The ghost of phone tapping in Indian Politics has returned, this time in Rajasthan. After releasing three audio clips by the congress, BJP has alleged the state government of doing illegal phone tapping. BJP spokesperson Sandeep Patra has asked for a CBI probe. Patra accused, chief minister Ashok Gehlot of “manufacturing lies” and undertaking “illegal measures like phone-tapping” to save his government. He said that, “The Congress has a history of phone-tapping.”

On the other hand Bahujan Samaj Party chief Mayawati named Ashok Gehlot, a serial offender and alleged him of acting illegally. Mayawati called for President’s rule in the state. While the Congress has refuted the claims of phone tapping and said that the audio clips were sourced from the social media.

Political History of Phone Tapping

Tapping of phones for political gain is illegal but not rare in Indian Politics. Be it in 2010 phone tapping case between then IPL Chief Lalit Modi and NCP supremo Sharad Pawar, in 2017 Kerala, in 2018 Karnataka or in 2019 Chhattisgarh. Even the phones of Rashtrapati Bhavan had also been bugged.  

Last year hearing the matter of Chattisgarh Phone Tapping case, the Supreme court of India had remarked that, ‘No Privacy Left For Anybody’. The bench of justices Arun Mishra and Indira Banerjee, had sternly said that, ‘‘what is the need to do (things) like this? No privacy is left for anybody. What is happening in this country?”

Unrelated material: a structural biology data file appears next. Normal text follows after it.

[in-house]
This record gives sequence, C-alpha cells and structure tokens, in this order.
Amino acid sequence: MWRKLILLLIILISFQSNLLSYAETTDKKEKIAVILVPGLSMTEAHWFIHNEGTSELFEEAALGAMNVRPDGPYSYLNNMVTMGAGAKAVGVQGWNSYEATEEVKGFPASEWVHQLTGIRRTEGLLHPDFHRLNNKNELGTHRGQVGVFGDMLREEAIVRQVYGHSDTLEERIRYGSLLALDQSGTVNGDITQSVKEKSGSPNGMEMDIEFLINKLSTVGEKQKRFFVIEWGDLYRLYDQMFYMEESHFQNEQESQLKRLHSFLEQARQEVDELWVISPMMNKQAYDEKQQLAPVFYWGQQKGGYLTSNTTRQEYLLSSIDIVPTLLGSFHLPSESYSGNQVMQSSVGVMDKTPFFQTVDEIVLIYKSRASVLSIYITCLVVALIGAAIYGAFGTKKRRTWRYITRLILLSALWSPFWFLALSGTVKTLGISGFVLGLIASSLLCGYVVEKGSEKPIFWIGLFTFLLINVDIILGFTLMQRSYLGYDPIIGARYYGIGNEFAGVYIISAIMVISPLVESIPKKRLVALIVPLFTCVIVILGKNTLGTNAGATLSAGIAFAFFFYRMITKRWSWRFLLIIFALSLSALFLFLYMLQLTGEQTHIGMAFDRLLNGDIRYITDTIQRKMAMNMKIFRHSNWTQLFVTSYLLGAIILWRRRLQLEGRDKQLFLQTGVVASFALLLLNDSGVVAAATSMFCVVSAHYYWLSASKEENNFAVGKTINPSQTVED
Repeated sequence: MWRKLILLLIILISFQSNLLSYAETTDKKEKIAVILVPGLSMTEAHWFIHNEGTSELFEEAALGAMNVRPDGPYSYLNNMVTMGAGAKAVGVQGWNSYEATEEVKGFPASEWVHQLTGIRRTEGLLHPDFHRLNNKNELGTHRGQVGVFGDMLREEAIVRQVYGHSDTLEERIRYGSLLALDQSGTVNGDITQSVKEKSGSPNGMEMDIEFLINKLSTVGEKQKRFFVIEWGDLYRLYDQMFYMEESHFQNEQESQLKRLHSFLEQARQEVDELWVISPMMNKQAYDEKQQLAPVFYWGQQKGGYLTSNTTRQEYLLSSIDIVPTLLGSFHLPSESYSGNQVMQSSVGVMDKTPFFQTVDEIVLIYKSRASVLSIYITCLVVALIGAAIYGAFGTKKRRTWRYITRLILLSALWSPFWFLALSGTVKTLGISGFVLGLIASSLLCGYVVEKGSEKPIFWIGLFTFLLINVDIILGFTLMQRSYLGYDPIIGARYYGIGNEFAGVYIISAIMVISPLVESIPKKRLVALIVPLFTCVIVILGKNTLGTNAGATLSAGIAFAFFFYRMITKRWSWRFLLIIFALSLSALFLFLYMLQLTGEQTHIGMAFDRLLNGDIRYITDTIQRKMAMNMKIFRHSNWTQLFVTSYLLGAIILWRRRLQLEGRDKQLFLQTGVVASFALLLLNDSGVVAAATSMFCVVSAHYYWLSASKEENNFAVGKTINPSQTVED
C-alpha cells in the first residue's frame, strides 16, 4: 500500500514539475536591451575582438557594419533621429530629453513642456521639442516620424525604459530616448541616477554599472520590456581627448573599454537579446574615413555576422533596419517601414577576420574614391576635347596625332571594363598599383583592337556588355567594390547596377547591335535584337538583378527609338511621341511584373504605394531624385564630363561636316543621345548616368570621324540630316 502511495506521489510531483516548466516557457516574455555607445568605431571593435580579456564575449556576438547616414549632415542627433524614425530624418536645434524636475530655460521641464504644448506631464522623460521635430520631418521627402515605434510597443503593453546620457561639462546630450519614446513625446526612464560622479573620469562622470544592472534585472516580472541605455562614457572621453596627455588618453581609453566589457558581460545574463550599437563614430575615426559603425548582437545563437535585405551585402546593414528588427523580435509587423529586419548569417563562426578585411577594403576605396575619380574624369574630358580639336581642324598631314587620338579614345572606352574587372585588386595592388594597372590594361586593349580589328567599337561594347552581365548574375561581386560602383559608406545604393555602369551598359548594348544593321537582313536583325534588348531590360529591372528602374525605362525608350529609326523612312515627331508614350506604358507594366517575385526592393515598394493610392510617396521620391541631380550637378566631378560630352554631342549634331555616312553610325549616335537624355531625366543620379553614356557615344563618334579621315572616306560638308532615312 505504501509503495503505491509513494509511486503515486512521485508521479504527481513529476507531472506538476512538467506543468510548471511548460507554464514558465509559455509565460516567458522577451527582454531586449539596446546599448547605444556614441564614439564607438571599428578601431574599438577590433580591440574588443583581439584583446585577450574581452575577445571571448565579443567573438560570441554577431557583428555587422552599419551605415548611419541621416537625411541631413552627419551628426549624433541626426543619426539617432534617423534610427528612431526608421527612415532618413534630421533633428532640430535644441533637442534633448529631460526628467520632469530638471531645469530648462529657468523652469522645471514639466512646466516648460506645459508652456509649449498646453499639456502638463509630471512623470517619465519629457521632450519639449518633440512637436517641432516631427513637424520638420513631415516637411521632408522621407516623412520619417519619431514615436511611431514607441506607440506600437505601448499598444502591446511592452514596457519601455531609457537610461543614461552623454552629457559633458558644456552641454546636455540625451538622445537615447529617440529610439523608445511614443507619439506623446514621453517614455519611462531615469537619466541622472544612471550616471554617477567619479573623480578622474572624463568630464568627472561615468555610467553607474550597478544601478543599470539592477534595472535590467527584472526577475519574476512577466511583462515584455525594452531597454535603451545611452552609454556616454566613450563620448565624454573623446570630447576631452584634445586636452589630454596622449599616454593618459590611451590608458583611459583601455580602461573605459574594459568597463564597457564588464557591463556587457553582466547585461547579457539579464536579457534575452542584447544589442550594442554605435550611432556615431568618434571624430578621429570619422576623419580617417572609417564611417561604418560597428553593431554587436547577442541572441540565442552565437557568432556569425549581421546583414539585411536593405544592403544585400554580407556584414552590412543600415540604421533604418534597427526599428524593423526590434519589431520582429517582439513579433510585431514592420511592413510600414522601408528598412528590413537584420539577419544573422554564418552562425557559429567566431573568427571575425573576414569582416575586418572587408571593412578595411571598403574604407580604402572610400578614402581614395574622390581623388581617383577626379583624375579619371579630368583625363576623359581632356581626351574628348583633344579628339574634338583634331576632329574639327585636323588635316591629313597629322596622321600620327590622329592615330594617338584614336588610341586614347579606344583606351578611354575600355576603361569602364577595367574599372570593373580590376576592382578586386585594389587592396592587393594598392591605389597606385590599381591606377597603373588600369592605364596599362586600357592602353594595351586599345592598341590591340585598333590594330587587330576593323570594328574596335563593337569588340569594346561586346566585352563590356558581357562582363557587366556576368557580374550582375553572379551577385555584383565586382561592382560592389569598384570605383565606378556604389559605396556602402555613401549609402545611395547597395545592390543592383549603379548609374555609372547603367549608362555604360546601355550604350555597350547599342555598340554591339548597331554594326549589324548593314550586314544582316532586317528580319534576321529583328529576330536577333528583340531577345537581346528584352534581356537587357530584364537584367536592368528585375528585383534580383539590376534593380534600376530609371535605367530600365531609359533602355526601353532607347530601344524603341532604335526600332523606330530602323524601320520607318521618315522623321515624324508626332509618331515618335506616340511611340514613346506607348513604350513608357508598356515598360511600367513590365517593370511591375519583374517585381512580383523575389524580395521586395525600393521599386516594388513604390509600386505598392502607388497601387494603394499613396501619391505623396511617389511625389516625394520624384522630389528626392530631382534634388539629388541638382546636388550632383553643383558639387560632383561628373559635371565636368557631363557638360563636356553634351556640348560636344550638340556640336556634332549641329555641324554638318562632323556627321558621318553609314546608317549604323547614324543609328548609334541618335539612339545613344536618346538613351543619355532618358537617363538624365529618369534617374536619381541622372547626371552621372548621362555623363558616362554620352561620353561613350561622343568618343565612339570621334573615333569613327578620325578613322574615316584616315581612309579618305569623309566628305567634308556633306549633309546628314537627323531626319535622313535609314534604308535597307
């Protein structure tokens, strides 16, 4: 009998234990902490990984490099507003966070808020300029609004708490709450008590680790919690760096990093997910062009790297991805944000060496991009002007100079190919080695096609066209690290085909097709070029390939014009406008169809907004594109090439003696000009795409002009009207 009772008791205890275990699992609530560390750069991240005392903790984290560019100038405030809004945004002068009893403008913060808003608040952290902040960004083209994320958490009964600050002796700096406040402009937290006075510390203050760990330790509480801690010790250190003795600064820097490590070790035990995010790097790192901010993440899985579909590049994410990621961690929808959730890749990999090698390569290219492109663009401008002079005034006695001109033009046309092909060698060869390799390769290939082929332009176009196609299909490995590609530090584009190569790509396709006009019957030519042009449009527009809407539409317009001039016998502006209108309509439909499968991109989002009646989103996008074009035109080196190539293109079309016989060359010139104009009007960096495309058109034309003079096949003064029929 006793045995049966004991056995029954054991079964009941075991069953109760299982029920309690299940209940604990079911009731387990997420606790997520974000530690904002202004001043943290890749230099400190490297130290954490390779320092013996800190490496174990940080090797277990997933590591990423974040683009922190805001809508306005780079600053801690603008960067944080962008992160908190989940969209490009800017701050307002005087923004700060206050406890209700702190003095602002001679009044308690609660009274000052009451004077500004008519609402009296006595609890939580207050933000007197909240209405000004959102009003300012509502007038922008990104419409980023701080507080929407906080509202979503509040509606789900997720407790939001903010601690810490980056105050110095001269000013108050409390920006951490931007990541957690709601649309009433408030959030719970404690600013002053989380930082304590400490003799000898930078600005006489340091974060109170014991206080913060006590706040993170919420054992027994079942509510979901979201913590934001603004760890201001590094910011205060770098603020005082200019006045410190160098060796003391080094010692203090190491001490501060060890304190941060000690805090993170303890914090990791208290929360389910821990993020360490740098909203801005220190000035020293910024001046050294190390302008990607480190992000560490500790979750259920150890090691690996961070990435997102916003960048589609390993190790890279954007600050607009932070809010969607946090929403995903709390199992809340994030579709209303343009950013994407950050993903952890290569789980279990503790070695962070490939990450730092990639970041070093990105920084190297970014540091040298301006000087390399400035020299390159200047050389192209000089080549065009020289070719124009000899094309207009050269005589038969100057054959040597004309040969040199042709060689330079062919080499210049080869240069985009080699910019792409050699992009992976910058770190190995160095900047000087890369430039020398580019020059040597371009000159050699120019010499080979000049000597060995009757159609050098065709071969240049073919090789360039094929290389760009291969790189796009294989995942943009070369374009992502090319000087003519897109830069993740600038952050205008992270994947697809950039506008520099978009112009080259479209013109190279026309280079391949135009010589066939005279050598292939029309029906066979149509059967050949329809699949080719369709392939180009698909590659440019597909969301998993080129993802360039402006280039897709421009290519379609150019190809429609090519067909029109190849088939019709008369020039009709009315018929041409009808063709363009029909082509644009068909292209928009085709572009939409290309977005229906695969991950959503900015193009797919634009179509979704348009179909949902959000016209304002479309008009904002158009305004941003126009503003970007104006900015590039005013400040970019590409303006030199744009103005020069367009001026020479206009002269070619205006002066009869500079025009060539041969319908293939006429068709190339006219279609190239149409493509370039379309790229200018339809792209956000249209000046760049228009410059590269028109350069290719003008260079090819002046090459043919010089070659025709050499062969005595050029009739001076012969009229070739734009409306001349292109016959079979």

Procedure for Phone Tapping:

Though the country has seen various infamous instances of phone tapping, but there are laws which allows phone tapping in certain circumstances legal. Under entry 31 of the Union List of the Constitution and Entry 7 of the Federal List of the Government of India Act, 1935, telephonic along with other communication devices is mentioned. And both the Central government and the State government has the right to tap phones of people under Section 5 (2) of the Indian Telegraphic Act, 1885.

  1. Section 69 of the Information Technology Act, 2000, empowers the central government or a state government to intercept, monitor or decrypt or cause to be intercepted or monitored or decrypted, any information generated, transmitted, received or stored in any computer resource in the interest of the sovereignty or integrity of the country.
  2.  This power of interception is to be executed as per the provisions of law, rules and Standard Operating Procedures (SoPs), approved by the Union Home Secretary in case of central government and by the Home Secretary of the state concerned in case of the state government.
  3. Only ten agencies are authorised for phone tapping: (i) Intelligence Bureau, (ii) Central Bureau of Investigation, (iii) Enforcement Directorate, (iv) Narcotics Control Bureau, (v) Central Board of Direct Taxes, (vi) Directorate of Revenue Intelligence, (vii) National Investigation Agency, (viii) R&AW, (ix) Directorate of Signal Intelligence and (x) Delhi Police Commissioner.
  4. Such authorities must seek permission from the Home Ministry before they tap the calls of the person. In the application to the Ministry, the agency has to mention reasons and the needs for tapping the phone calls. In the case of State, the permission has to be taken from State Home secretary.


  1. Unauthorized tapping or interception is a violation of the right to privacy, and the aggrieved party can file a complaint with the National Human Rights Commission.
  2. The aggrieved party can also file an FIR against unauthorized tapping.
  3. The aggrieved person can also move to the Court against the person doing any unauthorized act under Section 26 (b) of the Indian Telegraphic Act.

Categories: News

Tagged as: , , ,